People with normal straight spines deteriorate into lumbar scoliosis with age too.

    Quote Originally Posted by Pooka1 View Post
    It seems likely that the odds of needing a revision (or more than one revisions) are IDENTICAL in the braced population and the non-braced population. They appear to be related to things like curve location and bone character rather than if surgery is required due to failed bracing or as an initial treatment. If that is the case then bracing success and surgical success can't be judged similarly in principle. The question becomes what is least successful:

    1. bracing plus surgery versus surgery

    2. bracing plus surgery plus revision versus surgery plus revision

    Bracing will always be worse because it is one more treatment and one that explicitly failed.

    You forgot bracing that never needs surgery at the cost of five or ten thousand dollars for one or two braces, versus surgery at $200,000+ and one or two or three more revision surgeries varying from a half a million to a million dollars each, along with possible pain medication and disability for life etc. for some of those patients.

    Or bracing that holds off surgery for thirty years at a cost of five or ten thousand dollars and a new, improved surgery in thirty years and no revision needed in the future.

  5. #35
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    Quote Originally Posted by hdugger View Post
    I think there's a real error in doctors giving the impression that any scoliosis treatment is a "cure." Once you have a curve in your spine, there is no way to cure it - i.e., return the spine to its previous, natural, uncurved state. You'll always be at greater risk of back problems, no matter what you do or don't do. I've been to lots of doctor appointments, and I've heard lots of people talking about seeing a doctor as a teenager, and I don't think I've ever heard of a doctor making that point clear.

    Scoliosis is a little like cancer - you can go into remission (not have back problems), but you can never be cured.
    My daughter's orthopedist told us that my daughter is likely to have no progression in life. He did say that if she stayed physically active she shouldn't have any back problems just like other people, however, if she turned into a couch potato, she could end up with back problems in middle age just like any other couch potato in middle age.

  6. #36
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    Quote Originally Posted by Ballet Mom View Post
    I don't buy that for an instant. I braced my child to stop her progression, not to avoid surgery and I suspect any number of parents AND patients would do this. I wanted to stop the deformity that was occurring to her back. If that cessation of progression caused my child to avoid surgery, that's great....whether it's for twenty years, thirty years or her entire life.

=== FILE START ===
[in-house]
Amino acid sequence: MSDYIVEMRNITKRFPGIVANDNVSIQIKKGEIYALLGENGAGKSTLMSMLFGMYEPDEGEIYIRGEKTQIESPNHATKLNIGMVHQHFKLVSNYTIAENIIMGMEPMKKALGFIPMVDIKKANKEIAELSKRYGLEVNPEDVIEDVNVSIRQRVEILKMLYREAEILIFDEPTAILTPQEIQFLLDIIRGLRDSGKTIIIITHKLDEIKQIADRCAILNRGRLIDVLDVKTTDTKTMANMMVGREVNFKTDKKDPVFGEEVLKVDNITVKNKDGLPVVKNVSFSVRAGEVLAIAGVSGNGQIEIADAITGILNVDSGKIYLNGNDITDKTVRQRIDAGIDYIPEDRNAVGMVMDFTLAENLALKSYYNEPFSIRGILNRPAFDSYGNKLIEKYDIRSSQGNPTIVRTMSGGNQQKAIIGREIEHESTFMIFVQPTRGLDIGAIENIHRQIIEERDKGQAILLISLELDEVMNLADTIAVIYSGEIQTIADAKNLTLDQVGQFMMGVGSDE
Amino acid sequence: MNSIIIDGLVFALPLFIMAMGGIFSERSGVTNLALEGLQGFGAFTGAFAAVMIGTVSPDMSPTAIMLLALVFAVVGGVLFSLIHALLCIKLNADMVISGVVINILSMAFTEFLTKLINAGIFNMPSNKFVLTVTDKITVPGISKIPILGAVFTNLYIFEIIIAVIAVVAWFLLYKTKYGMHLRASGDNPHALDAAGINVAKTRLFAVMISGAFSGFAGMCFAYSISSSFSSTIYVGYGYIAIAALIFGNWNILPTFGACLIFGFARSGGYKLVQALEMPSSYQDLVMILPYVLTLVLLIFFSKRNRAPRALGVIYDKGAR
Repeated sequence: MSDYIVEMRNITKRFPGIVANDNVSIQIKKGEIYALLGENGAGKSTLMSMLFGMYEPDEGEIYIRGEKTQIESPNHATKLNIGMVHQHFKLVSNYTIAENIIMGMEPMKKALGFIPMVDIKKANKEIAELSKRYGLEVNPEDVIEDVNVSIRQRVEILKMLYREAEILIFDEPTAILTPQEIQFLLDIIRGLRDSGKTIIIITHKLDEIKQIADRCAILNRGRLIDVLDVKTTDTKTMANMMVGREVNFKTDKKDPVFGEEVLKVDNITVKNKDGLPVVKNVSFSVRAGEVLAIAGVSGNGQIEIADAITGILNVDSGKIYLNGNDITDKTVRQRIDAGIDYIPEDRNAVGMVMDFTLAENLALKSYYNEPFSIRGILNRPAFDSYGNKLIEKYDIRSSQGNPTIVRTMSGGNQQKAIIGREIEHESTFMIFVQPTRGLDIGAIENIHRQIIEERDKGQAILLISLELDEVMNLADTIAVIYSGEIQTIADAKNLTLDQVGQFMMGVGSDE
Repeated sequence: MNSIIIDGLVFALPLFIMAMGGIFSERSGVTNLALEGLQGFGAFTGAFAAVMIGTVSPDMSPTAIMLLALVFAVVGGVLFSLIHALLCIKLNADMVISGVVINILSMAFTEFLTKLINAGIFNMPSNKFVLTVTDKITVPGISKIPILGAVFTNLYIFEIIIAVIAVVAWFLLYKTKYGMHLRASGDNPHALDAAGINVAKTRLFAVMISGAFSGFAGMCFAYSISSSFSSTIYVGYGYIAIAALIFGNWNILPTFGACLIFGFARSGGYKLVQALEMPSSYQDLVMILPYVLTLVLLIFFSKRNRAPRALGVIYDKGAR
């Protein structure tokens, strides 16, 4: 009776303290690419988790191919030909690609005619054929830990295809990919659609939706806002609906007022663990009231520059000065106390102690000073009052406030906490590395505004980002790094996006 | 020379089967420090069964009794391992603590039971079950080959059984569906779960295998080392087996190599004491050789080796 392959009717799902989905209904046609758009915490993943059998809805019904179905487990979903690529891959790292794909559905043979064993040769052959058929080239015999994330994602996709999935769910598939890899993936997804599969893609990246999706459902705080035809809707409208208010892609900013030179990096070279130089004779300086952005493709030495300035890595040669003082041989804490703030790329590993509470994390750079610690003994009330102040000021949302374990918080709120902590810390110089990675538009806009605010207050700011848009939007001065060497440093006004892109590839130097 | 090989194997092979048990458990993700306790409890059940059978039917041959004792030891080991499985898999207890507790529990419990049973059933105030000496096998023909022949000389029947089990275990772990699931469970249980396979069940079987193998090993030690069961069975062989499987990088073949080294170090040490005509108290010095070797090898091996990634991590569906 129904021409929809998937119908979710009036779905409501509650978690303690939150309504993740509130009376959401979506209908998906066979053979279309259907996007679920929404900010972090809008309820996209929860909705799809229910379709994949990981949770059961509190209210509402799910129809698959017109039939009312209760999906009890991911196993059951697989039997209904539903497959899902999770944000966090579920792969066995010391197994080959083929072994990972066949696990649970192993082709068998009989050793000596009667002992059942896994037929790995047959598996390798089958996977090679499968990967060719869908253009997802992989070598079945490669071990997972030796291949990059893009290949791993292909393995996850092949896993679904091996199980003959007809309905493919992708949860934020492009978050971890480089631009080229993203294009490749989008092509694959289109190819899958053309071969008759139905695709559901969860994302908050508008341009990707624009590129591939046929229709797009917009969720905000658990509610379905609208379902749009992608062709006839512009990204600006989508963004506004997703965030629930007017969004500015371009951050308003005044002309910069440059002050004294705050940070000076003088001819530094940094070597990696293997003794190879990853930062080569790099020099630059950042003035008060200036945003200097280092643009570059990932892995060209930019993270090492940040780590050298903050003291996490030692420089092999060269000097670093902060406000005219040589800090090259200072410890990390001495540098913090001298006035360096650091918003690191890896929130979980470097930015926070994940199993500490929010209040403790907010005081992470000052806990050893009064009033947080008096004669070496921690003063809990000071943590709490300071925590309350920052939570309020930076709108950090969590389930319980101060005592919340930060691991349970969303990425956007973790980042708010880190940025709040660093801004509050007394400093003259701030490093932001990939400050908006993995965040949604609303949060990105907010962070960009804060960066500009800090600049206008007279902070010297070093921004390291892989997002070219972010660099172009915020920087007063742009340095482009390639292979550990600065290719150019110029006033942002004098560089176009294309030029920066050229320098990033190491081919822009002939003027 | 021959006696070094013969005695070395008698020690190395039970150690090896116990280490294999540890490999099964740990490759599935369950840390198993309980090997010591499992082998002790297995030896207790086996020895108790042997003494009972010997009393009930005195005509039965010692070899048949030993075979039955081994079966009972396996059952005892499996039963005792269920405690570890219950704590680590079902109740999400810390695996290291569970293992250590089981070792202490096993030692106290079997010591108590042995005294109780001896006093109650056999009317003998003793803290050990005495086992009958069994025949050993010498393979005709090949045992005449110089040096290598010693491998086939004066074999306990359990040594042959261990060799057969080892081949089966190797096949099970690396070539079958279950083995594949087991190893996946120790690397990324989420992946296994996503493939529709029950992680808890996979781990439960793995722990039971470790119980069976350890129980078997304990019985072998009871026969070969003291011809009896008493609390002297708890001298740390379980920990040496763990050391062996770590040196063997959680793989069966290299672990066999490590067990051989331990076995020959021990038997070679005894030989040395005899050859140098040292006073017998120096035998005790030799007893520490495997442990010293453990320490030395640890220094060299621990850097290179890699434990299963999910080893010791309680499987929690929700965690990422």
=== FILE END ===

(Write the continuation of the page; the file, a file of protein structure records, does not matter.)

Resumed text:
So you are saying you braced your child for cosmetic reasons? Really? Seriously? Does you daughter know this??? Didn't you tell her the bracing was to hopefully avoid surgery? How is that remotely ethical?

    Would you have put her in a 23 hour/day hard brace strictly for cosmetic reasons??? Didn't you lament that the surgeon only gave her a night-time brace and not a 23 hour/day brace? Do you think he was bracing her for anything other than surgery avoidance?

    Hello?

    You forgot bracing that never needs surgery at the cost of five or ten thousand dollars for one or two braces, versus surgery at $200,000+ and one or two or three more revision surgeries varying from a half a million to a million dollars each, along with possible pain medication and disability for life etc. for some of those patients.
    We were discussing bracing failure. If you want to add back unnecessary bracing then we can start a new thread.

    Or bracing that holds off surgery for thirty years at a cost of five or ten thousand dollars and a new, improved surgery in thirty years and no revision needed in the future.
    That is an excellent point. Best one you have made in this thread. But I still challenge you to find a single person who would brace their child unless they thought the goal was to avoid surgery for life. It can't be done.
    Sharon, mother of identical twin girls with scoliosis

    No island of sanity.

    Question: What do you call alternative medicine that works?
    Answer: Medicine


    "We are all African."

  7. #37
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    Quote Originally Posted by Pooka1 View Post
    So you are saying you braced your child for cosmetic reasons? Really? Seriously? Does you daughter know this??? Didn't you tell her the bracing was to hopefully avoid surgery? How is that remotely ethical?